When Richard Marcus and three other George Washington University Law School students heard Ridgewell's Caterers was hiring 300 waiters to serve the state dinner at the White House Monday, they figured they could serve salmon mousse as well as anyone.
So they rented tuxedos, breezed through a cursory Secret Service security check and ended up dealing dishes near Menachem Begin and Anwar Sadat.
"I just wanted to be there," Marcus said. "It was history in the making. I kept waiting for my invitation, but when it didn't come, I figured I'd play waiter."
Marcus said he and the other students learned of the catering jobs separately Friday through word of mouth on the George Washington campus.
They called Ridgewell's, identifying themselves as students, and gave their Social Security numbers, date of birth and places of birth.
"They asked us if we had (table waiting) experience and tuxedos," Marcus said. "We had neither, but we claimed we had both."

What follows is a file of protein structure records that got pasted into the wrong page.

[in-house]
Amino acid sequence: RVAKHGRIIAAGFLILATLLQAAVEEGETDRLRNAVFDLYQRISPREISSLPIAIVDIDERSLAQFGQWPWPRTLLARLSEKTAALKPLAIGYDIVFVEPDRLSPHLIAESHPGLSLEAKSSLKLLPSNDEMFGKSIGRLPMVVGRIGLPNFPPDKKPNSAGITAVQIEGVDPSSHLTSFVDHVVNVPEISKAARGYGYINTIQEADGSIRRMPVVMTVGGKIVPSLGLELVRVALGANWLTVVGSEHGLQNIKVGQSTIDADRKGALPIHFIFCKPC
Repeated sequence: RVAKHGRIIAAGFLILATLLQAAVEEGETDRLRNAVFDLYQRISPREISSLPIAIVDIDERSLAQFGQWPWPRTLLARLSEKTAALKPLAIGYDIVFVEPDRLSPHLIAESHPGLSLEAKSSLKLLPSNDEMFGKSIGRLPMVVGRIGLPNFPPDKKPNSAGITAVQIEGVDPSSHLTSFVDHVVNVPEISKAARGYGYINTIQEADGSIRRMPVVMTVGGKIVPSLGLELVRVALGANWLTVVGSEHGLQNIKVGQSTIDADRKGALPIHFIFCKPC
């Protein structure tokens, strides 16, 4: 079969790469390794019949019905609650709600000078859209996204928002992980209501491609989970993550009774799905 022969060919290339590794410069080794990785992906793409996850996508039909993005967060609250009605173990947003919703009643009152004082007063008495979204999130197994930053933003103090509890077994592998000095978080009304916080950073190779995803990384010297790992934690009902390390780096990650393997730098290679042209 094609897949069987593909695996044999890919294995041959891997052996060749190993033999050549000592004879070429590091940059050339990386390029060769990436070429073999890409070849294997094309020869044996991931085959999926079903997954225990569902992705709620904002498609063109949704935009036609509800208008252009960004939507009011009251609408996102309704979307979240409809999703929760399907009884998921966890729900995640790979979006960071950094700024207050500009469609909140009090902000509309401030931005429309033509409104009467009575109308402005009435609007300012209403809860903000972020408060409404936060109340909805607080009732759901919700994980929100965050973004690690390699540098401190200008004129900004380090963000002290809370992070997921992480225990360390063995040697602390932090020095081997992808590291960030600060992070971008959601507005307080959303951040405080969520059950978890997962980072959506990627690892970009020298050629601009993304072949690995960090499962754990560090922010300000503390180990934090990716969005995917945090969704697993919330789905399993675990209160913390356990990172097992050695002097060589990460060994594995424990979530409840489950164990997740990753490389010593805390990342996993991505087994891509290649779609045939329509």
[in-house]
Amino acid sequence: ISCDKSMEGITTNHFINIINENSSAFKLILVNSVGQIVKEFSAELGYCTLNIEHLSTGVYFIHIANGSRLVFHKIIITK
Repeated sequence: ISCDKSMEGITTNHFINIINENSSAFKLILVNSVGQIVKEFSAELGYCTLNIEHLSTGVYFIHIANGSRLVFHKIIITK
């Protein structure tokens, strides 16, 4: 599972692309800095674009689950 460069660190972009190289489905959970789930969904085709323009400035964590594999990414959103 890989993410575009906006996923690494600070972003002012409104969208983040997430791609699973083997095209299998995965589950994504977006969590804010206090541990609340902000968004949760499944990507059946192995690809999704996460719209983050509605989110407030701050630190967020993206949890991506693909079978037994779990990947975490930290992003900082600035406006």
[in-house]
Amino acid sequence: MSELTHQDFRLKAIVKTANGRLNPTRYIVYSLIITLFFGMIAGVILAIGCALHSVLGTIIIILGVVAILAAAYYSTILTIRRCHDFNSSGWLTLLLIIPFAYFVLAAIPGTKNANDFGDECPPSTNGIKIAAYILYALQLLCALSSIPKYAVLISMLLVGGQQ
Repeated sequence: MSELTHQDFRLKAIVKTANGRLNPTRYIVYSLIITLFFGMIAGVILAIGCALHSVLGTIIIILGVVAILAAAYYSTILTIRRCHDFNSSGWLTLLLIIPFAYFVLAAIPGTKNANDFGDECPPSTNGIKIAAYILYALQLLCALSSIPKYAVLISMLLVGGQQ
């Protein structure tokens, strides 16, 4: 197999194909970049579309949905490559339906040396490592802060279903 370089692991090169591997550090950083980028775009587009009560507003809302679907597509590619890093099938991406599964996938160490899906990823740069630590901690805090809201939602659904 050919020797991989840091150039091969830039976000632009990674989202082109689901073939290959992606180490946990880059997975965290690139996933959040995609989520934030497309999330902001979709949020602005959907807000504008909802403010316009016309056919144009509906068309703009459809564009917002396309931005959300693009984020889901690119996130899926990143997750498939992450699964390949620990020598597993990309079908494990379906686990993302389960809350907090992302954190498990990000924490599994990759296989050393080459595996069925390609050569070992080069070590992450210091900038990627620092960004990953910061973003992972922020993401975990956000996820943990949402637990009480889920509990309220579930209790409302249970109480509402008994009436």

When they showed up in their rented outfits at the White House Monday night, they expected to be frisked for weapons or walked through metal detectors.
Instead they were rushed right to the dishes.
According to a spokesman for the Secret Service, the students were declared safe to serve only after their birth information and Social Security numbers had been run through police record computers.
"We get a list of names and we check them," said Jack Warner, assistant to the director of the Secret Service. "If the system were perfect," Warner said, "we would not have agents inside the White house."
However, it took only a moment for Ridgewell's supervisors to realize that not all their new waiters were veterans.
"Hwn our man talked to (Marcus), he said he knew French service," sniffed Jeff Ellis, president of Ridgewell's. "But we had to train them quickly in the waiters' tent."
"I felt badly for the people at my table," Marcus sighed, "but I didn't spill anything on them. I tried to follow the waiter in front of me and somehow I pulled it off."
There was no immediate report of just who Marcus served, but it apparently wasn't the presidential table.
As for his fellow waiters, Marcus said one was named Milton Shockley. The others, he said, he knew only by sight.
Ellis was appalled by the whole episode.
"Why didn't he tell us he didn't know French service? There are certain rudimentary things involved," the caterer steamed.
Marcus, however, was content to have witnessed history.
"I think it would be a tragedy if security became so strict that others like me can't do this in the future," he said. "It was a very exciting evening."